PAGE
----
Become a Google Earth champion!


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Become a Google Earth champion!

A photo of an urban, residential street as you might see it on street view in Google Earth.

What's coming up?

Now that you've mastered the basics and know how to find things in Google Earth, it's time to learn a few extra tricks.

In this activity, you'll learn about the Projects feature that allows you to save and share favourite locations around the world.

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An illustration of the Google Earth page with the Project panel open.

Saving a location

Adding favourite locations in Google Earth makes it quick and easy to visit them in the future. If you are logged into Google Earth with your Google account, you can do this using the Projects feature.

Once you have found a location you'd like to save, click on the Projects icon in the main control menu. Your current location is already added to an untitled Project, ready for you to add a title, e.g. My Project and description if you wish. Click on the Project icon at any time to view your list of saved locations and Projects. You can add more locations to one Project, or create as many other Projects as you like.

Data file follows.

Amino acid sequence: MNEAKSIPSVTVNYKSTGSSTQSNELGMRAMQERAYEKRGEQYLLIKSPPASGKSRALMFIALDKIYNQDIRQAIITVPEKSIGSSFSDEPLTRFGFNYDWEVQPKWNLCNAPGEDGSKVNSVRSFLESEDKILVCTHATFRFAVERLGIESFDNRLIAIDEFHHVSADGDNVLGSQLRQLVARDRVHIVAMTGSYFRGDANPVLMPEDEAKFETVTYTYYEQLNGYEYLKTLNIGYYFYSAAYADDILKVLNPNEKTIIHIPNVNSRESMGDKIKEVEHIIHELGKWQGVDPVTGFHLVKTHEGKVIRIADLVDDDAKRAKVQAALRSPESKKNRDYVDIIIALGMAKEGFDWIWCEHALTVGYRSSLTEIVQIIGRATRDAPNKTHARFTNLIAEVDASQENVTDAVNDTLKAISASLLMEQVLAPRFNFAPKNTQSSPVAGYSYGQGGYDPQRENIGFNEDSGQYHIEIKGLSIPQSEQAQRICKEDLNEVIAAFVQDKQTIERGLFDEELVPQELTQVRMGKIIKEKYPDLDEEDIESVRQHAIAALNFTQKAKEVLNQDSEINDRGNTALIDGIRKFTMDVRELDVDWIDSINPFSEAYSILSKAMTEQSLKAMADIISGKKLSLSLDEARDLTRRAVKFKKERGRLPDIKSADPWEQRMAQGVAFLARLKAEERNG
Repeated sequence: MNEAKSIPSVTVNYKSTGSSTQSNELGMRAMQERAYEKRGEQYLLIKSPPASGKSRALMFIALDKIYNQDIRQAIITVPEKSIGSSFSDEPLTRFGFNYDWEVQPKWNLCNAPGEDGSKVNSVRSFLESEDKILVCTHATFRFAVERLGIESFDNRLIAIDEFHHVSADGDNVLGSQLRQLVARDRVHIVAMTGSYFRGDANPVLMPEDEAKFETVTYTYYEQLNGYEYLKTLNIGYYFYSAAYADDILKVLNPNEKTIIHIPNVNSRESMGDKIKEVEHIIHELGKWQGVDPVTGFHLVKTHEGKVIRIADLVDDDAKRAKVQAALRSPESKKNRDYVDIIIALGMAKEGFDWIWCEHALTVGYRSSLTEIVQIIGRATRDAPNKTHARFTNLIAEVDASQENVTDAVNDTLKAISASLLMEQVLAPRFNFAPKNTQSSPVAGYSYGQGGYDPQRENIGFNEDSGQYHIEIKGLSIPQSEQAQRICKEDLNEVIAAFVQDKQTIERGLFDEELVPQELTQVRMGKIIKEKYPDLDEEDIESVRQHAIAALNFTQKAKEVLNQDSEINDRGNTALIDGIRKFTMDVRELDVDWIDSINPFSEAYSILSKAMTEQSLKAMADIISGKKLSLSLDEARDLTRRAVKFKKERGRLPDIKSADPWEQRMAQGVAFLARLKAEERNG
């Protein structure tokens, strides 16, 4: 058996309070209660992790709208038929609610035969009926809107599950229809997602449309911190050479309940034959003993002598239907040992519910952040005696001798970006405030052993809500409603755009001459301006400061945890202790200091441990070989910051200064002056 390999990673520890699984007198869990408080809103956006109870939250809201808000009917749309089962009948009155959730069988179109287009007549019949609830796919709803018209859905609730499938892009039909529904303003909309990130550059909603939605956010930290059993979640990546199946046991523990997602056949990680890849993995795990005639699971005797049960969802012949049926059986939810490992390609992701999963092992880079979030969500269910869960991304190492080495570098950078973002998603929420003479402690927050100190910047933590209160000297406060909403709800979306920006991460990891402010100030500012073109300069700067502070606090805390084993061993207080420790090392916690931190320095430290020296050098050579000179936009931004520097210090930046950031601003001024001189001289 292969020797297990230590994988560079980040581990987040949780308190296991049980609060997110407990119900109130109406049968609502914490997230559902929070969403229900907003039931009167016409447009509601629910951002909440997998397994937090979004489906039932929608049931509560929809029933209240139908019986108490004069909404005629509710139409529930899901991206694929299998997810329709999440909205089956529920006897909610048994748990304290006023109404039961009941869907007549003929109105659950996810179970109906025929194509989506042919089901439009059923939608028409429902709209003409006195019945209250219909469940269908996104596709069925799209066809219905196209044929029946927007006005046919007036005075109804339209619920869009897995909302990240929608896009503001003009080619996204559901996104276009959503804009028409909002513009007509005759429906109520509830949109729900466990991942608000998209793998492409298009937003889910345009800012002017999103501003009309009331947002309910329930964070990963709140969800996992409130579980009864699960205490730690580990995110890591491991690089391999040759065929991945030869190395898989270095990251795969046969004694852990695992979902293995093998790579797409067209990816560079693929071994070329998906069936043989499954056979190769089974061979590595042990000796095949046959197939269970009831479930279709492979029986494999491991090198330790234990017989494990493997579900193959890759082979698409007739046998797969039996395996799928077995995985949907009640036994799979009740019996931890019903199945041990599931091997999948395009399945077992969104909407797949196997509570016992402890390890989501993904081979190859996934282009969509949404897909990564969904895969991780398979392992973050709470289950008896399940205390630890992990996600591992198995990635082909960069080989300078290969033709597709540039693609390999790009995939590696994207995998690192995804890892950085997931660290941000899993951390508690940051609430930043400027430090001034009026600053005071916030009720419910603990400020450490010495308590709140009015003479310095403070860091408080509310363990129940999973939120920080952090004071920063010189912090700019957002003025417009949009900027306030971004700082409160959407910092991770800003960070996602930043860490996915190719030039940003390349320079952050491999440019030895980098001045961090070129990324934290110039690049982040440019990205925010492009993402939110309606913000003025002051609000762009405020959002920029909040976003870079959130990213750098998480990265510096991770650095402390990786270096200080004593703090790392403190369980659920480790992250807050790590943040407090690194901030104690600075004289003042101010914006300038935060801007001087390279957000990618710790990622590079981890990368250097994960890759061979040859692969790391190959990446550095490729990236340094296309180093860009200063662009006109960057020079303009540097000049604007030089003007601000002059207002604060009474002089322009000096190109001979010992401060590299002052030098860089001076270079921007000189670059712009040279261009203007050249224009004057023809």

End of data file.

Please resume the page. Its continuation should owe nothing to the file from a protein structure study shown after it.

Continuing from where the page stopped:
Share somewhere you’ve found

The Projects feature also provides a Share option, which makes it easy to send a location from Google Earth to someone else. You can find the Share icon located at the top of the Project panel - it looks like the outline of someone's head and shoulders. Click on it and follow the steps to start sharing.

An illustration of the Project panel with the share icon highlighted.
A striking photograph of the Mawson Station in Antarctica.

Become an armchair tourist

Google Earth can take you to the most remote corners of the world, from the scorching hot Gobi Desert to sub-zero temperatures at Antarctica's Mawson Station. Meanwhile, Street View can take you to the ground level and even under the oceans and along rivers.

Use Google Earth on the go

Remember, when you're exploring Google Earth you're not limited to desktop and laptop computers. Apart from PCs and Macs, you can also use Google Earth on smartphones as well as tablets. You'll find Google Earth for free in the Google Play for Android devices and the App Store for Apple devices.

A smartphone with the Google Earth app open on the screen.
An illustration of how Google Earth looks on larger screens such as laptops and desktop PCs.

Go for the big screen

Of course, Google Earth naturally looks best on a large computer screen. Not only can see a lot more detail, it's also easier to explore the maps and see what's in the surrounding area.

Taking advantage of a large monitor also makes it easier to use the onscreen controls.


You’ve now completed the Become a Google Earth champion! activity. You've learned how you can share places of interest and save them for later.

Coming up next, if you have registered and are logged into the Be Connected website, you’ll be able to take a short quiz to finish the course.

If you’re not registered, you are now at the end of the Exploring Google Earth course.

An aerial photograph of skyscrapers in a city, as you might see on Google Earth.